You can also mash together consonants to create consonant clusters. The “virama” is a vowel-killer symbol that removes the inherent schwa vowel. So, + becomes क्. This sound itself is unpronounceable since क is a stop consonant (vowel-killed consonants can be pronounced for nasal and some other consonants though), but you can combine it with another consonant, as क् + (“rə”), to get क्र (“krə”). Consonants can be strung up infinitely, and you can stick one or more vowel diacritics after that. Usually, you won’t see more than two consonants in a cluster, but larger ones are not uncommon in Sanskrit (or when writing down some onomatopoeia). They may not get rendered as single glyphs, depending on the font.

One thing that crops up is that there’s no unambiguous concept of a letter here. There is a concept of an “akshara”, which basically includes the vowel diacritics, and depending on who you talk to may also include consonant clusters. Often things are clusters an akshara depending on whether they’re drawn with an explicit virama or form a single glyph.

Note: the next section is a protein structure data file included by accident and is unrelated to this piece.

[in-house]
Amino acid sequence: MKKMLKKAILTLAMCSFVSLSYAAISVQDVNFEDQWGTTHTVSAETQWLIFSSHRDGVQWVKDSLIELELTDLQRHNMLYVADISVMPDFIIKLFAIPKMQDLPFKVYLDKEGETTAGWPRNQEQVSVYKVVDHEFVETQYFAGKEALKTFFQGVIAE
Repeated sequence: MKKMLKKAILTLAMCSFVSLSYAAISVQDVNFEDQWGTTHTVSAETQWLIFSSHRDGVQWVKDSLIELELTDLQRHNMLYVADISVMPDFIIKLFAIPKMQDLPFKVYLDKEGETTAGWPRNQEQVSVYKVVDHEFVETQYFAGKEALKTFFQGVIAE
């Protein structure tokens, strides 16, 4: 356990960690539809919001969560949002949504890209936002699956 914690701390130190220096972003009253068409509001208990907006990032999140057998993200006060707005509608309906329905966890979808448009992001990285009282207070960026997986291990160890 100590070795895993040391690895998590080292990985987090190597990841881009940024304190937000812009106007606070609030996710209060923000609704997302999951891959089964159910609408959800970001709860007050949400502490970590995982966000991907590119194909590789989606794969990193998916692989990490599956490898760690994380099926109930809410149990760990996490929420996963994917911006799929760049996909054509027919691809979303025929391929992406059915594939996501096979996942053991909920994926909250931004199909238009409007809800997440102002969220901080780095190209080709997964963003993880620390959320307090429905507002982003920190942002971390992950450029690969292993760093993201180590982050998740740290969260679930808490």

In general the nature of the virama as a two-way combining character in Unicode is pretty new.


Korean does its own fun thing when it comes to conjoining characters. Hangul has a concept of a “syllable block”, which is basically a letter. It’s made up of a leading consonant, medial vowel, and an optional tail consonant. 각 is an example of such a syllable block, and it can be typed as ᄀ + ᅡ + ᆨ. It can also be typed as 각, which is a “precomposed form” (and a single code point).

These characters are examples of combining characters with very specific combining rules. Unlike accents or other diacritics, these combining characters will combine with the surrounding characters only when the surrounding characters form an L-V-T or L-V syllable block.

As I mentioned in my previous post, apparently syllable blocks with more (adjacent) Ls, Vs, and Ts are also valid and used in Old Korean, so the grapheme segmentation algorithm in Unicode considers “ᄀᄀᄀ각ᆨᆨ” to be a single grapheme (it explicitly mentions this). I’m not aware of any fonts which render these as a single syllable block, or if that’s even a valid thing to do.

Han scripts